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Gates Tells US Army to Take New Approach

U.S. Secretary of Defense Robert Gates (file photo)
U.S. Secretary of Defense Robert Gates (file photo)
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U.S. Defense Secretary Robert Gates warned Friday that the U.S. Army must restructure itself or risk losing important mid-level leaders and not being prepared for the conflicts of the future.  

Secretary Gates traveled to the U.S. Military Academy at West Point, New York to speak to the Army’s future officers about their careers.  He told them the traditional U.S. Army, with large units using tanks and other heavy equipment, is fast becoming obsolete.

"The strategic rationale for swift-moving expeditionary forces, be they army or marines, airborne, infantry or special operations is self evident, given the likelihood of counter-terrorism, rapid reaction, disaster response or stability or security force assistance missions," he said. "But in my opinion, any future defense secretary who advises the president to again send a big American land army into Asia or into the Middle East or Africa should have his head examined."

Gates said large-scale conflicts with other big countries will likely be fought mainly with air and naval forces.

He urged the young Army officers-in-training to think about likely 21st century ground conflicts and seek training and experience that will help them lead such fights if necessary.  And he challenged today's Army leaders to begin transforming their force, in part by providing incentives for young and mid-level officers to learn modern warfare skills, including counter-terrorism and counterinsurgency operations.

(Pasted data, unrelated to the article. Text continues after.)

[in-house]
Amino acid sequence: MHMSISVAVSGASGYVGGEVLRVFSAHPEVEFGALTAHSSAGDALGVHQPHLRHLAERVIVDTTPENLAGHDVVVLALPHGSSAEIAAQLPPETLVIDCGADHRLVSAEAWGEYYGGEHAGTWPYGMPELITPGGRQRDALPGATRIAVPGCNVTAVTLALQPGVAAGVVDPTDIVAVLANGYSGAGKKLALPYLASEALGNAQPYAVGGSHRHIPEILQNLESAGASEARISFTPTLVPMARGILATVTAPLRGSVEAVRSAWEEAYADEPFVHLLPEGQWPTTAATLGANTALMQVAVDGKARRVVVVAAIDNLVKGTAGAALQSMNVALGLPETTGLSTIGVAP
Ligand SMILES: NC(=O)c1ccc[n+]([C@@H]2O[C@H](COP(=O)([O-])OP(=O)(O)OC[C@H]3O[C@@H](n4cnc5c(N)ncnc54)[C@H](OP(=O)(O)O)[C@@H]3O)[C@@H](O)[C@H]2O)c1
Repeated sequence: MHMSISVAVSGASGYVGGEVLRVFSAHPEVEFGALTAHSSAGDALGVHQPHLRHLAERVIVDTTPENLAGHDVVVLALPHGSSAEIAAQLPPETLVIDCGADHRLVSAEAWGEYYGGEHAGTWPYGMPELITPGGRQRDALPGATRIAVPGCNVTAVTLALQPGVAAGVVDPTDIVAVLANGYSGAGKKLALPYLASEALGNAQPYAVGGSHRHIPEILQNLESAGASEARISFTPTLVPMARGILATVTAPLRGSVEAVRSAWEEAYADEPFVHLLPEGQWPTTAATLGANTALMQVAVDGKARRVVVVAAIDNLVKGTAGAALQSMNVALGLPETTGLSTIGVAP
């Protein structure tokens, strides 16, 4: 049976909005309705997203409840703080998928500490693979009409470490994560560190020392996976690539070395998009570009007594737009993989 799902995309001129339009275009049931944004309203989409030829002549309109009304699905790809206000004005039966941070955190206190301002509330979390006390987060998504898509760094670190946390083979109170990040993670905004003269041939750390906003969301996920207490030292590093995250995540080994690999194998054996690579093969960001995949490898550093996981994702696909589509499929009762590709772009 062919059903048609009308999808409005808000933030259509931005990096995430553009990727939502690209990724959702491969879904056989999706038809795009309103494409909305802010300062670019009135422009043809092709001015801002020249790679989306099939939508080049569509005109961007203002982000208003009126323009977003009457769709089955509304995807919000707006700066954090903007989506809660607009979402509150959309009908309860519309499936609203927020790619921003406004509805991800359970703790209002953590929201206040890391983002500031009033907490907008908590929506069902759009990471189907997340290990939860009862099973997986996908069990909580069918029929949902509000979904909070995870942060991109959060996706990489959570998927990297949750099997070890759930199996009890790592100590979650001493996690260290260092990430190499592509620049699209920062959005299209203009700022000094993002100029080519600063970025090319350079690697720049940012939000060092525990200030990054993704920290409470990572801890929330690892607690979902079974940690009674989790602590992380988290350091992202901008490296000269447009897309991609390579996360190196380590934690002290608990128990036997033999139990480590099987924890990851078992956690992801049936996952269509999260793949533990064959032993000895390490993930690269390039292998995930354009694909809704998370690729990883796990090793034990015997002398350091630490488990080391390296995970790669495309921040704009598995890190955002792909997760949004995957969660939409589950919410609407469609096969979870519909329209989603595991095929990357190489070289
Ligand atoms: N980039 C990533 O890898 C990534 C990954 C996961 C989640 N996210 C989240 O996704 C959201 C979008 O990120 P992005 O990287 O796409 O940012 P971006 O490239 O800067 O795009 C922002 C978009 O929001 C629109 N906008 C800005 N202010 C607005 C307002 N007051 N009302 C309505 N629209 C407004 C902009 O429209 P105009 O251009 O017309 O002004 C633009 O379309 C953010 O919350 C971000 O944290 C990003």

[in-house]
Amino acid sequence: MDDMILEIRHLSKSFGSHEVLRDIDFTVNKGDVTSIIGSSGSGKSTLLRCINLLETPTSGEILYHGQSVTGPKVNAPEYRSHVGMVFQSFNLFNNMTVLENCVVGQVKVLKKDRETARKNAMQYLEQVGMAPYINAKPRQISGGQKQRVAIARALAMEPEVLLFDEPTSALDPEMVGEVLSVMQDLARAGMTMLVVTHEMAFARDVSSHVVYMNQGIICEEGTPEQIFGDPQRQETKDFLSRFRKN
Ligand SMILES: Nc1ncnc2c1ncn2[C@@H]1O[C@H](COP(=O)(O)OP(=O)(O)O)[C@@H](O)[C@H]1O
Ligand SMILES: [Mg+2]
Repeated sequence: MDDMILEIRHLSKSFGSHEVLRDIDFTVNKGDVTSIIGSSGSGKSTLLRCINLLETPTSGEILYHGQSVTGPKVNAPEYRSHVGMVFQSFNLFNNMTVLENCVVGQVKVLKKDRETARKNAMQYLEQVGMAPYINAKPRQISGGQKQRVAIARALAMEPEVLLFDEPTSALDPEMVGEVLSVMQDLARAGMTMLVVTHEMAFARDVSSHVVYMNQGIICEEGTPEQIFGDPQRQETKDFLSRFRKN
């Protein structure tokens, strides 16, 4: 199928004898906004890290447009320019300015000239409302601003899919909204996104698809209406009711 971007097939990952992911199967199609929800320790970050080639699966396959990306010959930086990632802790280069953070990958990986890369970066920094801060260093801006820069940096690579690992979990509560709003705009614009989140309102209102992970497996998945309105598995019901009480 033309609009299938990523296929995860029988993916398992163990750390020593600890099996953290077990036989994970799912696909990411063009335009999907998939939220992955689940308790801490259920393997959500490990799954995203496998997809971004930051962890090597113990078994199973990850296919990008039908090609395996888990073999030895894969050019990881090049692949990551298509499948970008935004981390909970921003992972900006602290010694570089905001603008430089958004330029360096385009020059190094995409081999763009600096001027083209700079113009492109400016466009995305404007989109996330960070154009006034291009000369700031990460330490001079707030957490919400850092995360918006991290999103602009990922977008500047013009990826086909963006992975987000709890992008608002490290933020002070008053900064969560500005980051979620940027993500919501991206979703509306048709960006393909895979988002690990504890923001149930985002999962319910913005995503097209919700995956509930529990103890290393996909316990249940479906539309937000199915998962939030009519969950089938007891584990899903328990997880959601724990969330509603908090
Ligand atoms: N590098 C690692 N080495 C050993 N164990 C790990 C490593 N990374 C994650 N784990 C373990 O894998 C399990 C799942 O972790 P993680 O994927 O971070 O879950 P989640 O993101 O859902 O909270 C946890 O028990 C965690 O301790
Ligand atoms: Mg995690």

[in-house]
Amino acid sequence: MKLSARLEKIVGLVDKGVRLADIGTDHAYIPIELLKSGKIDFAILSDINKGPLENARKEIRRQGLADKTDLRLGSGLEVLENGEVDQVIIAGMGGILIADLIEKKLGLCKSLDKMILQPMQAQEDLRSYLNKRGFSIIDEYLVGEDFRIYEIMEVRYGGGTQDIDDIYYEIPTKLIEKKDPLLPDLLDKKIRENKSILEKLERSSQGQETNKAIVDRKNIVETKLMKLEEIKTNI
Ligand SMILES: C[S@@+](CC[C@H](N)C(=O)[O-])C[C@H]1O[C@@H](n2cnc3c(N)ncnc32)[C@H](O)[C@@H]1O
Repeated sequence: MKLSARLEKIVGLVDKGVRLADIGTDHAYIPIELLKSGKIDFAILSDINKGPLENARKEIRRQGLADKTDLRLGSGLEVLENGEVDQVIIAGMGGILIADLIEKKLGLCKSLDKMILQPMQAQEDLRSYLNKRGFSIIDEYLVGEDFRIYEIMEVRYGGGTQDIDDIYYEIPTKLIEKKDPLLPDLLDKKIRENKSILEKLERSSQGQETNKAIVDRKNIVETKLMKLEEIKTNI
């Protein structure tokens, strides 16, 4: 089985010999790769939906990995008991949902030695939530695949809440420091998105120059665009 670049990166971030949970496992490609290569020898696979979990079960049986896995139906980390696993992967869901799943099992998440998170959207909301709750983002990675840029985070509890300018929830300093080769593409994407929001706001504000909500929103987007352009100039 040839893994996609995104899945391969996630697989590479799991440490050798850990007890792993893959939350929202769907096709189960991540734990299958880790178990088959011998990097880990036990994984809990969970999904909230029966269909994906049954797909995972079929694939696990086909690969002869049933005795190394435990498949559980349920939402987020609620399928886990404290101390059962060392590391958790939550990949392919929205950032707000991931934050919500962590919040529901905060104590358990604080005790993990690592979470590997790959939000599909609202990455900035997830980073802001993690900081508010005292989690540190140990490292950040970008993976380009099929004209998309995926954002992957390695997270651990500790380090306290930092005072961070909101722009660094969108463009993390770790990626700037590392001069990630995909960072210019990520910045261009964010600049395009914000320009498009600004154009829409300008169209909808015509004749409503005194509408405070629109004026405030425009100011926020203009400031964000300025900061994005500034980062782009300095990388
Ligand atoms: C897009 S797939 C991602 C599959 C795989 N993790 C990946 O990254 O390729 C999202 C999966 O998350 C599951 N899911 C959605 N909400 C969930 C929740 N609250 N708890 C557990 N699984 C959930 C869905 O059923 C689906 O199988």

Gates also said one of his biggest concerns is that today’s highly-experienced generation of mid-career officers may leave the service, either to avoid further deployments or to escape the boredom of post-war bureaucratic assignments.

"Men and women in the prime of their professional lives, who may have been responsible for the lives of scores or hundreds of troops, or millions of dollars in assistance, or engaging in reconciling warring tribes, they may find themselves in a cube all day, reformatting PowerPoint slides, preparing quarterly training briefs, or [doing] an ever expanding array of clerical duties.  The consequences of this terrify me," he said.

Gates also said he is concerned that gains made toward recognizing the value of non-traditional Army skills may erode as U.S. troops leave Iraq and Afghanistan in the next several years.  The defense secretary, who says he will retire this year, urged future leaders to ensure that the army does not revert to its traditional role as a heavy land force, and continues to prepare to defend the nation against what he sees as more likely scenarios.

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